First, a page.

LOS ANGELES (CBSLA.com) — Mayor Eric Garcetti Thursday lauded the thousands of peaceful protesters who flooded Los Angeles streets this week to speak out against Donald Trump’s election, but also urged the demonstrators not to go onto freeways or vandalize property.
Garcetti, who supported Trump’s opponent Hillary Clinton, said he feels “the pull” to join protests himself and has taken to the streets in the past.
“This was a traumatic election,” he said during a news conference at City Hall. “There’s plenty of division, and there’s finger-pointing in both directions, but there were things that were said that were not partisan, about women, about our Muslim brothers and sisters, about immigrants.”
“This campaign started with singling out Mexicans and Mexican Americans,” he said. “Those have a very long-term and traumatic effect, and I hope that President-elect Trump can do things to repair those words have been said and to be an example.”
Garcetti said he was proud of the protesters, who appeared to be diverse and largely young people and students, and was “encouraged” by their numbers, which has reached upwards of 3,000 people at a time.
“I thought it was beautiful,” he said. “I certainly, probably in an earlier incarnation, would have been out there expressing some of that frustration.”
But he discouraged protesters inclined to destroy or vandalize property, or trespass onto freeways.
He also urged the protesters to “channel” there energy into activism and to become more engaged in politics during the four years between elections.
“I want to turn those people not just into protesters but into doers,” he said. “We’re going to need them to do the things that we need to do in this country and this world, and certainly in this city.”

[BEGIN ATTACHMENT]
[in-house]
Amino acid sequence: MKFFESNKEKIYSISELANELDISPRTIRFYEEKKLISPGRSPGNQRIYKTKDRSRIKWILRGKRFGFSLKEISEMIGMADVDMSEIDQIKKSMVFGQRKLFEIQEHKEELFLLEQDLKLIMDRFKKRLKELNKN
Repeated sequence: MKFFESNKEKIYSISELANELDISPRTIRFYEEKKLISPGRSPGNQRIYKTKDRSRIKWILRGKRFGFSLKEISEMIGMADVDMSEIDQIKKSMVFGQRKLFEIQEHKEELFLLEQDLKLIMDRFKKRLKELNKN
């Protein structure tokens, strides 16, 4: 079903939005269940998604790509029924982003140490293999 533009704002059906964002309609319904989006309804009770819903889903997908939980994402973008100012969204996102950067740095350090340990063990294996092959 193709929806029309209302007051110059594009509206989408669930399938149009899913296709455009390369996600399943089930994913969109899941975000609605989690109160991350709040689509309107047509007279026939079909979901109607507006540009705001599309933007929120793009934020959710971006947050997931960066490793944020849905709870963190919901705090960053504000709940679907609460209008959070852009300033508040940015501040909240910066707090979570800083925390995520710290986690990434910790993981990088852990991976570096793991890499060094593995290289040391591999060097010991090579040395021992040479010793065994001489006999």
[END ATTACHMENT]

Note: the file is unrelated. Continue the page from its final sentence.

Los Angeles Unified School District board President Steve Zimmer said the protests and school walkouts represent a “hopeful moment.”
But he also noted that civil disobedience is not complete without “consequences,” so disciplinary action will be taken for any unexcused absences.
“If this is important enough to you to walk out, then you should know that there are going to be consequences for that action, and you should accept those proudly,” he said.
Student protesters should rest assured, however, that such disciplinary action “will not be devastating or monumental to anyone’s graduation trajectory,” he said.
Garcetti today also encouraged protesters to keep an open mind about the president-elect’s supporters.
“I think the frustrations that people have are universal” across party lines, he said.
“Don’t just reach out to somebody who has a different color skin or different gender or different religion,” he said. “Reach out to somebody of a different political party. Have those conversations and see where we can move forward together.”
Like others who voted for Clinton this week, Garcetti expressed hope that Trump will make good on his promise of reconciliation in his victory speech.
“I take the president-elect at his word,” Garcetti said. “He says he wants to bring us together. There’s some work to do.”
“We certainly want to do that, if that’s what he wants to do,” he said. “I expect him to be a president for all of us, and if not, we’ll hold him accountable.”
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